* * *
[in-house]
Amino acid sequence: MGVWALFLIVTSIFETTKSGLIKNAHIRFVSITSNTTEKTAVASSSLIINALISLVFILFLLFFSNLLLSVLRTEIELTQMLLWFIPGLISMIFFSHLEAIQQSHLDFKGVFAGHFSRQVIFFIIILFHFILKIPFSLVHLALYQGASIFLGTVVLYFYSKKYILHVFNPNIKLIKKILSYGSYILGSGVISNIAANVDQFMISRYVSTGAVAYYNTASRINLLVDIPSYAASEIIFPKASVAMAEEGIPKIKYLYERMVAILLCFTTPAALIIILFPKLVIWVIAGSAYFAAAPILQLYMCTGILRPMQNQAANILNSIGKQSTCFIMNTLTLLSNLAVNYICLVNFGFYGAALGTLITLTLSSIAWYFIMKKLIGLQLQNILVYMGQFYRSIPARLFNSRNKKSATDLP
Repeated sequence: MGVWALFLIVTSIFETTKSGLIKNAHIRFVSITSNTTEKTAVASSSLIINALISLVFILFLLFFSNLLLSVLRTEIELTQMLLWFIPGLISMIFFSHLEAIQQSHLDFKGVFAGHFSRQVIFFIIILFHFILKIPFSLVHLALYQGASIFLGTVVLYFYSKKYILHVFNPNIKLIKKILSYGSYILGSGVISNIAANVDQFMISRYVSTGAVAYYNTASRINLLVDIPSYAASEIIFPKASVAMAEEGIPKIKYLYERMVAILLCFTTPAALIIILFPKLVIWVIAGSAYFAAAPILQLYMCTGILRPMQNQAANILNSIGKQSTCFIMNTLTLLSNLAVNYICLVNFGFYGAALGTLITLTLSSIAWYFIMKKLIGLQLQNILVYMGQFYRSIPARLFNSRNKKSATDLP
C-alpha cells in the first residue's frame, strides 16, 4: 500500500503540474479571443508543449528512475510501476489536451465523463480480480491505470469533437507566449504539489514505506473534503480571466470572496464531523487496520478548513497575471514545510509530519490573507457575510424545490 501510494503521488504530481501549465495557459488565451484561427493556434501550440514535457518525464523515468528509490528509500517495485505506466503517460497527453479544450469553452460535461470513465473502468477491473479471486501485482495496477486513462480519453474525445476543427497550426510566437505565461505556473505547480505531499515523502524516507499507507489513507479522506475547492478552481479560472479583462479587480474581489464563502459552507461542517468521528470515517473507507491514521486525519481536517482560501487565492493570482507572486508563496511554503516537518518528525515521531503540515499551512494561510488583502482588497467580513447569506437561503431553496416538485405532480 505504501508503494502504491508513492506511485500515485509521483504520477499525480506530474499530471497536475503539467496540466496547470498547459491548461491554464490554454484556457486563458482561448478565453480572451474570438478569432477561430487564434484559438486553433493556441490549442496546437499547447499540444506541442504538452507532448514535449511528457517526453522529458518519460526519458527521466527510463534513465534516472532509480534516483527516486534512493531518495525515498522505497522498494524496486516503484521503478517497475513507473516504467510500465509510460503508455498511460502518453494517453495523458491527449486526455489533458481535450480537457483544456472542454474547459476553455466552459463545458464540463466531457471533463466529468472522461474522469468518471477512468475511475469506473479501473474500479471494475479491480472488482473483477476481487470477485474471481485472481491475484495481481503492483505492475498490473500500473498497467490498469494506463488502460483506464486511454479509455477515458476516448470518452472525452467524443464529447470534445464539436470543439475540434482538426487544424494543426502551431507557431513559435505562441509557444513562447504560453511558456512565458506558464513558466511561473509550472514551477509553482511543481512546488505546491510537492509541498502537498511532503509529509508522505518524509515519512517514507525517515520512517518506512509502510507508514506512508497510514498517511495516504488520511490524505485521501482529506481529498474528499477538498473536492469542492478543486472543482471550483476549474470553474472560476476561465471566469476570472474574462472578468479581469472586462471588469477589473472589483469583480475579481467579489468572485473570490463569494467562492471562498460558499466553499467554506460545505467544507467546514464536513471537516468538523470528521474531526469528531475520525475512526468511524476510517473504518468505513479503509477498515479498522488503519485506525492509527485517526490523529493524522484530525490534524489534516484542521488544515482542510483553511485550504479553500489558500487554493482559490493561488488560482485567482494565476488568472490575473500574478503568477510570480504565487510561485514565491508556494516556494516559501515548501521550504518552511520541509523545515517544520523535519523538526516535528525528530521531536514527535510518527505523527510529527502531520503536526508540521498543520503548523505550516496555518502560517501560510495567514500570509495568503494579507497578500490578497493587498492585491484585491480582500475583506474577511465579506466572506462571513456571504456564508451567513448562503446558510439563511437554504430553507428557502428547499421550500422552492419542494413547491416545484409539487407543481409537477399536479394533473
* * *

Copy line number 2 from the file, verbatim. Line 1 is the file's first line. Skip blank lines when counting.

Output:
Amino acid sequence: MGVWALFLIVTSIFETTKSGLIKNAHIRFVSITSNTTEKTAVASSSLIINALISLVFILFLLFFSNLLLSVLRTEIELTQMLLWFIPGLISMIFFSHLEAIQQSHLDFKGVFAGHFSRQVIFFIIILFHFILKIPFSLVHLALYQGASIFLGTVVLYFYSKKYILHVFNPNIKLIKKILSYGSYILGSGVISNIAANVDQFMISRYVSTGAVAYYNTASRINLLVDIPSYAASEIIFPKASVAMAEEGIPKIKYLYERMVAILLCFTTPAALIIILFPKLVIWVIAGSAYFAAAPILQLYMCTGILRPMQNQAANILNSIGKQSTCFIMNTLTLLSNLAVNYICLVNFGFYGAALGTLITLTLSSIAWYFIMKKLIGLQLQNILVYMGQFYRSIPARLFNSRNKKSATDLP